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Ottawa shootings: Suspect Michael Zehaf-Bibeau attempted to rob McDonald's to beat drug addiction in prison

Zehaf-Bibeau had asked police to arrest him hours before he tried to hold up the restaurant

Kashmira Gander
Friday 24 October 2014 18:24 BST
Police officers search the area in front of National War Memorial on October 23, 2014, in Ottawa.
Police officers search the area in front of National War Memorial on October 23, 2014, in Ottawa. (Peter McCabe/AFP/Getty Images)

Michael Zehaf-Bibeau, the man suspected of shooting dead a Canadian solider in Ottawa on Wednesday, attempted to rob a McDonald’s restaurant because he thought being incarcerated was the “only way” he could tackle his crack cocaine addiction.

Three years before his attack on the Canadian parliament, Zehaf-Bibeau had lived in Vancouver. At 1:45am on 16 December 2011, he attempted to hold up a McDonald's branch in the western city by threatening staff with a sharpened stick, before waiting calmly to be arrested, according to court records obtained by the Telegraph. He was subsequently detained and charged with attempted robbery.

And hours before the incident, Zehaf-Bibeau had visited a police station in the city for the second time in three weeks and asked to be “punished” for an armed robbery he claimed he had committed a decade earlier in Quebec – apparent crimes police were unable to find any record of.

Zehaf-Bibeau told a court in Vancouver “My plan is...I'm a crack addict, and at the same time I'm a religious person.

"I want to sacrifice freedom and good things, for a year maybe, so when I come out I'll appreciate things of life more, and be clean, or maybe get a therapy like a detox, if you guys could send me to one," he said, according to the newspaper.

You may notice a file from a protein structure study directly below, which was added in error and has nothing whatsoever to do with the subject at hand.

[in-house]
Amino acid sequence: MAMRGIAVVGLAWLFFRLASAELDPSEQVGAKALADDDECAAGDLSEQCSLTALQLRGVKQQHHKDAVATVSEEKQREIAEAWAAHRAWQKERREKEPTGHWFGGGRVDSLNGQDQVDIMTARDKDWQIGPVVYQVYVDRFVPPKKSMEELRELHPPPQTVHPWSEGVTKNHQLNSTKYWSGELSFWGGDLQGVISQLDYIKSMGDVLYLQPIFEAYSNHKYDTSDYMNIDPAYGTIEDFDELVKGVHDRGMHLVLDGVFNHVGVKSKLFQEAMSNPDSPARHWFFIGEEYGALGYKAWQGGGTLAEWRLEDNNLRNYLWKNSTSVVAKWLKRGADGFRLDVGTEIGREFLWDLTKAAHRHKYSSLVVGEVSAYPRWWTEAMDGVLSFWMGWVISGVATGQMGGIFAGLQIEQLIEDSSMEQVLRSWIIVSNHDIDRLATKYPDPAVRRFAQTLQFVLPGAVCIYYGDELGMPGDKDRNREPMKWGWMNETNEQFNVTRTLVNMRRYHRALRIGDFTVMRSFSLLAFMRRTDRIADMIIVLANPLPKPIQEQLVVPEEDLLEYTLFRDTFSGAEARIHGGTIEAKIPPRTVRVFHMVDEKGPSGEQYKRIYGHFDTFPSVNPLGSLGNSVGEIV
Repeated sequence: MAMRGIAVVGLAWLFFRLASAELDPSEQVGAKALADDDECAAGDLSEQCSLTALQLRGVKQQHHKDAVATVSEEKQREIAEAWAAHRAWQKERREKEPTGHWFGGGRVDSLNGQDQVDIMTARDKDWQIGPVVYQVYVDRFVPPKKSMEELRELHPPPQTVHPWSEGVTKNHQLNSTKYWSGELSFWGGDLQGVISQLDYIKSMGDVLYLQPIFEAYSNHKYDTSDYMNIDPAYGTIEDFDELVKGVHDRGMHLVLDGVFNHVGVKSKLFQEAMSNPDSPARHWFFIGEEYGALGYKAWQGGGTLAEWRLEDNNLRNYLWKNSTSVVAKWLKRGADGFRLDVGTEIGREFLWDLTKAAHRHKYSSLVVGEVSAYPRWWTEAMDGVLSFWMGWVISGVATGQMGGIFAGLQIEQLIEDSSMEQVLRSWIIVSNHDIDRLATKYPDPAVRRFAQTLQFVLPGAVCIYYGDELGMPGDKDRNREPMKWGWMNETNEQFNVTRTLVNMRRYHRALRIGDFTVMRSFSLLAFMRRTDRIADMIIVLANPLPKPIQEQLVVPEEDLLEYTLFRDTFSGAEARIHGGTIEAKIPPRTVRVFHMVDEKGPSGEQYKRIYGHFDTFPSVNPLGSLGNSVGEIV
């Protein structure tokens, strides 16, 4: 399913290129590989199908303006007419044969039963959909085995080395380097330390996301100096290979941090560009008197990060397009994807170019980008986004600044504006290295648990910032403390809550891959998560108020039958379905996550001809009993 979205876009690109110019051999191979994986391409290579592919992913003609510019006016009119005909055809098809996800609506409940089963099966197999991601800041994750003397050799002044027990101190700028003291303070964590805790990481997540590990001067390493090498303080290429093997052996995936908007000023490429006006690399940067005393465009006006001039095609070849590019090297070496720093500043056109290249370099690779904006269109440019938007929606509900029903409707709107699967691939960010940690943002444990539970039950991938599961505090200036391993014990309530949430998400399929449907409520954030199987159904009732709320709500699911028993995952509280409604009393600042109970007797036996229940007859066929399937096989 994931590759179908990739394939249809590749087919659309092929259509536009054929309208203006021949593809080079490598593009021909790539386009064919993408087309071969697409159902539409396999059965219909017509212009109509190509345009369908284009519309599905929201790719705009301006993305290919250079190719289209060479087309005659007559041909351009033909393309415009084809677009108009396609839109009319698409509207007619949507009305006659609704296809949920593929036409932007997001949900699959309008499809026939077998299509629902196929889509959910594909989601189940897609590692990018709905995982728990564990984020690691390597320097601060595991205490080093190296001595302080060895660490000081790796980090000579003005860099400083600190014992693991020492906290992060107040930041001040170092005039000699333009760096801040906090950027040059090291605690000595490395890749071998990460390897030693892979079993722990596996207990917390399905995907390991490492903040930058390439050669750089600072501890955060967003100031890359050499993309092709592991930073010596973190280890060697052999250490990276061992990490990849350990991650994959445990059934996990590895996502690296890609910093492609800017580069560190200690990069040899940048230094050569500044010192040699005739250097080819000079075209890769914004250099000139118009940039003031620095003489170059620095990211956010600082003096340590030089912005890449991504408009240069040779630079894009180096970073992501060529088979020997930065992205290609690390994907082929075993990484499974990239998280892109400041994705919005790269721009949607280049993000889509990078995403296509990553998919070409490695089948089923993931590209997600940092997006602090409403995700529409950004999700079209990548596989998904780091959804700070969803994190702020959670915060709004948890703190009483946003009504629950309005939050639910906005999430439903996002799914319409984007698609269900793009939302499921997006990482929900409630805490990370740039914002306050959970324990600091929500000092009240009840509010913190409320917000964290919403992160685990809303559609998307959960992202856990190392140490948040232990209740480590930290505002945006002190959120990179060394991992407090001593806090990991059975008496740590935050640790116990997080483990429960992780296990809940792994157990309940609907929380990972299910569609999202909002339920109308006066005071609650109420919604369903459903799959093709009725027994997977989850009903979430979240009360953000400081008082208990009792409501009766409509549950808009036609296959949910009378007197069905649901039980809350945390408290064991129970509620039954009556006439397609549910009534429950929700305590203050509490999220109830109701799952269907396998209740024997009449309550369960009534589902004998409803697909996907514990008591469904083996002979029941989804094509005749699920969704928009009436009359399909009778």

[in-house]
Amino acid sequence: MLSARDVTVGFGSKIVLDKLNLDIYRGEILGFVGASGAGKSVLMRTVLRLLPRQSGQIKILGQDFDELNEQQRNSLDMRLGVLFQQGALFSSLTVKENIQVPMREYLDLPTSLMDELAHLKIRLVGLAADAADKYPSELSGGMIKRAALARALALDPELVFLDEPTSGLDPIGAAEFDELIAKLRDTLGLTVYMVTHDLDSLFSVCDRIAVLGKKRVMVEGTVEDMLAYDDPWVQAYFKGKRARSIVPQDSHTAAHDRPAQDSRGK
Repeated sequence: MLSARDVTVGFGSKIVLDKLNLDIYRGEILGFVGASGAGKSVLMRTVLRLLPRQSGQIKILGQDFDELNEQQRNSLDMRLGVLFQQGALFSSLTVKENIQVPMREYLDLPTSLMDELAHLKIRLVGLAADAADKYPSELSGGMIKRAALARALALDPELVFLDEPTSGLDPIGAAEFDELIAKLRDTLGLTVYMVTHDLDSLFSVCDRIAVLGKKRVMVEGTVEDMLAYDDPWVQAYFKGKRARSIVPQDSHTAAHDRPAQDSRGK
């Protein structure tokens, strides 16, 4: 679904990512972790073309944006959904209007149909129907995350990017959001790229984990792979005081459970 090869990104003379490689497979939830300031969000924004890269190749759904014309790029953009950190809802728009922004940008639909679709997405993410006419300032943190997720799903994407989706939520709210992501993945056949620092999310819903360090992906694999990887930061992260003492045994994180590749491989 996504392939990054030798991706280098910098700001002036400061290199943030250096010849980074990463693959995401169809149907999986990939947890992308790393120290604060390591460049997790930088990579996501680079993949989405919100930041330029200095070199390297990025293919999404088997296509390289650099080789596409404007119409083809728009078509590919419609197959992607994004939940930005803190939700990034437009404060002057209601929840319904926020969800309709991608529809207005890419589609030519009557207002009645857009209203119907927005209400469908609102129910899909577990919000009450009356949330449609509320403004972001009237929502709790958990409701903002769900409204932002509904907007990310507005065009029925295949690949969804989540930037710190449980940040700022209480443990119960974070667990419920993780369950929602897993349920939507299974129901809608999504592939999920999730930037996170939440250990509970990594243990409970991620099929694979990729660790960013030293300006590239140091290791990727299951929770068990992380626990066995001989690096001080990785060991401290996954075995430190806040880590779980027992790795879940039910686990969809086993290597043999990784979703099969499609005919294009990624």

Regarding his attempts to be arrested, he told the court: "I confessed to an armed robbery 10 years ago...I wanted to come jail so I could clean up and do my things.

"I was living on the street. I told them just put me my time for what I've confessed. They said they couldn't so I warned them if you can’t put me in I'm going to do something right now just to get put in."

At an earlier hearing in the case, prosecutors offered to release Zehaf-Bibeau in part because detention centres were full, but he told the court he did not want to be released and admitted he had “[committed] a crime to come in here [court]”.

"So if you guys release me what do you think's going to happen, that same loop and I'll I'll be right back here again," he warned.

During a court-ordered psychological evaluation, Zehaf-Bibeau also admitted he had staged the attempted robbery with the aim of being imprisoned.

“He wants to be in jail as he believes this is the only way he can overcome his addiction to crack cocaine,” the evaluation report read.

“He has been a devoted [Muslim] for seven years and he believes he must spend time in jail as a sacrifice to pay for his mistakes in the past and he hopes to be a better man when he is eventually released.”

The evaluator concluded that while Zehaf-Bibeau was making “an unusual choice,” he was not mentally ill and released him. Zehaf-Bibeau pleaded guilty to a lesser charge of making threats and was released after 66 days.

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